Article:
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    Grumpy Bear
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Stories posted in this category are works of fiction. Names, places, characters, events, and incidents are created by the authors' imaginations or are used fictitiously. Any resemblances to actual persons (living or dead), organizations, companies, events, or locales are entirely coincidental.

Serpent Mound - 1. Gathering of the Lambs

Rieka peered through the doorway into the darkened room containing four small beds.  The children were all asleep as they should be at their age and at this hour of night.  She thought of the extreme efforts that had been expended in order to find these children, but the cost was necessary for the continuation of their way of life.

“I honestly thought that we would not find them this cycle,” Karhu whispered, walking up behind Rieka in the dim hallway.  “Even as the human population expands to consume all of the Earth, the numbers of new kindred being born each century grows smaller.”

“You know that the Tuath Dé will always provide, Karhu,” Rieka scolded. “After all these millennia and the strife that was required to bring them to the New World centuries ago, you do not think that they would simply allow the kindred to fade away to nothing.  There will always be a next generation, and every hundred years the price must be paid for the Tuath Dé’s benevolence.”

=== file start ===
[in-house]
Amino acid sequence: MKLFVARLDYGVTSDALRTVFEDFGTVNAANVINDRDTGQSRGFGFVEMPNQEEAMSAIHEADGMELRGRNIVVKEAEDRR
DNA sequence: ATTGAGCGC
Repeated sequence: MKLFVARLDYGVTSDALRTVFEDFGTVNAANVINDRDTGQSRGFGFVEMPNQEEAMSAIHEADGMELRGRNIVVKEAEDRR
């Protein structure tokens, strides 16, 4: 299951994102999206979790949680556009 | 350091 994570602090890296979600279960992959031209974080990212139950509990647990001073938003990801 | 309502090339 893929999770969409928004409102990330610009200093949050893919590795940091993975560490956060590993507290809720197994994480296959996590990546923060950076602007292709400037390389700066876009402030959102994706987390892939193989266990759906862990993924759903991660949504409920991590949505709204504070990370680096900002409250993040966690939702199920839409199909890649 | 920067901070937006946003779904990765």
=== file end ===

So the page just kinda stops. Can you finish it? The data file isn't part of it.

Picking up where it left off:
“I don’t think ‘benevolence’ is the right word to describe their actions,” Karhu replied.
“We find the kindred that they desire so that they do not rise up and destroy us all.  They are far from loving gods.”

Rieka quietly closed the door to the room containing the sleeping children, and then swiftly spun around and slapped Karhu across the face.

“Do no blaspheme in my presence again, Karhu,” Rieka spat as Karhu recoiled from her blow.  “Remember to whom you speak.  You may be bear and the largest among us, but I am wolf and I am Alpha here.  I am the loyal servant of the Tuath Dé, and it is I who will continue to bring their glory into this century and all the centuries to come!”

“Yes, Rieka,” the bear replied, bowing his head, “I’ve just witnessed the same rituals for centuries now, and I feel that there should be more to this existence.”

“Poor Karhu,” Rieka said, “You need a Mate to make you truly happy, don’t you?  If you are obedient and loyal, the Tuath Dé may yet reward you with one in this century.”

“The boy in that room could be an ideal Mate once he is older,” Karhu snapped.  “When he comes of age, I could breed him and show him the ways of the Bear.”

“You know that it is not his destiny,” Rieka snapped back. “Do not allow your personal need for sex to put all of us in jeopardy.  The boy has a purpose that is pre-ordained by the Tuath Dé, and we must see that through to completion!”

“Yes, ma’am,” Karhu replied, bowing his head once again. 

He should have known better than to argue the fates of the children that they had so painstakingly hunted down and brought to their village.  He turned and walked out of Rieka’s cabin and strode through the loose collection of structures that composed their community.  They had no collective name for their group, referring to themselves only as “The People” in conversation.  Although there were humans who had worshipped Tuath Dé in the past, they were long gone now, and as such their community did not consider the rest of humanity to be “people”, but rather the breeding stock which could potentially produce more lycans like themselves.